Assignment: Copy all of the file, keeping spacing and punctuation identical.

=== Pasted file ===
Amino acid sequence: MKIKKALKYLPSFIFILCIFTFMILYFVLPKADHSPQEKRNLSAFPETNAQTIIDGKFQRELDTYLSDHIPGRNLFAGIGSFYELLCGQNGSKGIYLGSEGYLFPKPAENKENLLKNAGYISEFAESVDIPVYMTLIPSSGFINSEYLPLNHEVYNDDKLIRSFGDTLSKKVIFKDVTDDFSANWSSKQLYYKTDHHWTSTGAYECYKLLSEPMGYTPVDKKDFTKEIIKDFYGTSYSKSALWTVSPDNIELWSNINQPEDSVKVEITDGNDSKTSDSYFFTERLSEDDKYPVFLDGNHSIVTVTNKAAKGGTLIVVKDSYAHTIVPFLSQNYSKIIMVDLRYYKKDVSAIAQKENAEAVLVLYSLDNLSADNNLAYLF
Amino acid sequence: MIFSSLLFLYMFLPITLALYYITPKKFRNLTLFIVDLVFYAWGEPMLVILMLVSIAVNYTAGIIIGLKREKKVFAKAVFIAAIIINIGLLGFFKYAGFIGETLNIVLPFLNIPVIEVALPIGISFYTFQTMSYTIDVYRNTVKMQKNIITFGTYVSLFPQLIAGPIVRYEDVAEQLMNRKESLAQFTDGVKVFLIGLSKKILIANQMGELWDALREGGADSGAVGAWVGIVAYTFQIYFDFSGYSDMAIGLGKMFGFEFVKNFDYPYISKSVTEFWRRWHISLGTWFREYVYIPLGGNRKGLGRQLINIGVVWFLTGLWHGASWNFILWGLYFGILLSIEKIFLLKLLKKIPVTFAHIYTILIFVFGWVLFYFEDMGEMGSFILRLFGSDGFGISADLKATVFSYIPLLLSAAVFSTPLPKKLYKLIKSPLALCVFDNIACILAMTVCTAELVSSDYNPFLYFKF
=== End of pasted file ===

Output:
Amino acid sequence: MKIKKALKYLPSFIFILCIFTFMILYFVLPKADHSPQEKRNLSAFPETNAQTIIDGKFQRELDTYLSDHIPGRNLFAGIGSFYELLCGQNGSKGIYLGSEGYLFPKPAENKENLLKNAGYISEFAESVDIPVYMTLIPSSGFINSEYLPLNHEVYNDDKLIRSFGDTLSKKVIFKDVTDDFSANWSSKQLYYKTDHHWTSTGAYECYKLLSEPMGYTPVDKKDFTKEIIKDFYGTSYSKSALWTVSPDNIELWSNINQPEDSVKVEITDGNDSKTSDSYFFTERLSEDDKYPVFLDGNHSIVTVTNKAAKGGTLIVVKDSYAHTIVPFLSQNYSKIIMVDLRYYKKDVSAIAQKENAEAVLVLYSLDNLSADNNLAYLF
Amino acid sequence: MIFSSLLFLYMFLPITLALYYITPKKFRNLTLFIVDLVFYAWGEPMLVILMLVSIAVNYTAGIIIGLKREKKVFAKAVFIAAIIINIGLLGFFKYAGFIGETLNIVLPFLNIPVIEVALPIGISFYTFQTMSYTIDVYRNTVKMQKNIITFGTYVSLFPQLIAGPIVRYEDVAEQLMNRKESLAQFTDGVKVFLIGLSKKILIANQMGELWDALREGGADSGAVGAWVGIVAYTFQIYFDFSGYSDMAIGLGKMFGFEFVKNFDYPYISKSVTEFWRRWHISLGTWFREYVYIPLGGNRKGLGRQLINIGVVWFLTGLWHGASWNFILWGLYFGILLSIEKIFLLKLLKKIPVTFAHIYTILIFVFGWVLFYFEDMGEMGSFILRLFGSDGFGISADLKATVFSYIPLLLSAAVFSTPLPKKLYKLIKSPLALCVFDNIACILAMTVCTAELVSSDYNPFLYFKF